While stocking the house for an evening of board games, I hit up the wine aisle of our local grocery store and was intrigued by a wine display with an "Eco-Glass" label. What is this Eco-Glass?
The wine on display in the Eco-Glass boxes was Bay Bridge, which is pretty inexpensive and tastes pretty good for the price point. That made me even more curious, since cheap products usually don't go for something green unless it saves the company money to boot.
It turns out that Eco-Glass wine bottles are made using 25% less glass, which means fewer materials to make them and a lighter product that takes less energy to ship. Since most folks have a tough time finding local wine, there tends to be a pretty hefty carbon footprint associated with shipping those bottles all over the world. A 25% reduction in the bottle's weight is nothing to sneeze at when you consider how many wine bottles we ship each year. The lighter bottle probably saves the companies quite a bit in shipping costs, too.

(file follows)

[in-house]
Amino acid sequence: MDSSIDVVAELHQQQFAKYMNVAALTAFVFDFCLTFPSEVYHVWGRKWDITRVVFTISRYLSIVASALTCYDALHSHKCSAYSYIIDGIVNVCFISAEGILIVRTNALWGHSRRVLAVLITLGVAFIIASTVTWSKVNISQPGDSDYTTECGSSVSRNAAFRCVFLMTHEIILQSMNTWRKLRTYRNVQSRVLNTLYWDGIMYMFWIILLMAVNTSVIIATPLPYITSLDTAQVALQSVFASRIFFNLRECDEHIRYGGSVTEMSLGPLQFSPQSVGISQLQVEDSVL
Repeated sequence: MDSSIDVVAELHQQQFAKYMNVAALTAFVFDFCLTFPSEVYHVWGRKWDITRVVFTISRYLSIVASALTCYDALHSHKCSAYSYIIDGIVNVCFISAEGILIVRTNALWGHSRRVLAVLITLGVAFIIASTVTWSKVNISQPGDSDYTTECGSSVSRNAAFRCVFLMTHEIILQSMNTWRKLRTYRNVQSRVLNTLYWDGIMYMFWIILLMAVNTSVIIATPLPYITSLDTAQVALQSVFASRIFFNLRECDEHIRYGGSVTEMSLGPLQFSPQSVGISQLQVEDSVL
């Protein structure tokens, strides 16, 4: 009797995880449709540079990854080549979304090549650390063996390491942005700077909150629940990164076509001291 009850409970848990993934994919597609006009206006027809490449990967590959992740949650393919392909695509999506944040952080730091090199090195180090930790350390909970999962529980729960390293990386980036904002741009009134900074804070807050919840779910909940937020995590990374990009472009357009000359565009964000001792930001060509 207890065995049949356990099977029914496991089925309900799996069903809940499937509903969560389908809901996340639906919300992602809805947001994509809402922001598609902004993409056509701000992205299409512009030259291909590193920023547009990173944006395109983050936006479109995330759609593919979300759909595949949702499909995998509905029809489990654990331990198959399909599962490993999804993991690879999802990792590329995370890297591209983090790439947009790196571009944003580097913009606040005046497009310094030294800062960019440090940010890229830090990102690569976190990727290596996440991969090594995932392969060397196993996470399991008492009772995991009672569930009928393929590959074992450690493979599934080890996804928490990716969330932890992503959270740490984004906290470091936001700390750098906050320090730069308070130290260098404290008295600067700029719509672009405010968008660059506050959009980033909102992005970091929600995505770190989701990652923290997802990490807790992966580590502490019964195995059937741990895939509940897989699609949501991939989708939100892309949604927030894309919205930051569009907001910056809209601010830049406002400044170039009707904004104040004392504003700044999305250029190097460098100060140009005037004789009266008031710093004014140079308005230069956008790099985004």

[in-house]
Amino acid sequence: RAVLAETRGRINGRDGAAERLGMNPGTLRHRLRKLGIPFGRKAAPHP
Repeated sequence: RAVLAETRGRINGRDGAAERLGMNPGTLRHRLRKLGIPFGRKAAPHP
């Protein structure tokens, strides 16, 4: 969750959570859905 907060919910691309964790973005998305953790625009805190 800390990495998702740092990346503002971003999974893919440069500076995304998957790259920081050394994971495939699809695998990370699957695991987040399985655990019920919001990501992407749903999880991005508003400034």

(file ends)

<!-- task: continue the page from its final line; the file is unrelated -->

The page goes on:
But What About the Wine?
While Eco-Glass seems like a great step toward more sustainable wine, I do wonder how significant that lighter bottle is compared with the impact of producing the wine itself. Is wine in an eco bottle still green if it's tainted with pesticide residue? And what about the workers who are picking those grapes?
What do you guys think? Would you be more likely to buy wine in Eco-Glass, or are there other factors that go into your wine buying decisions?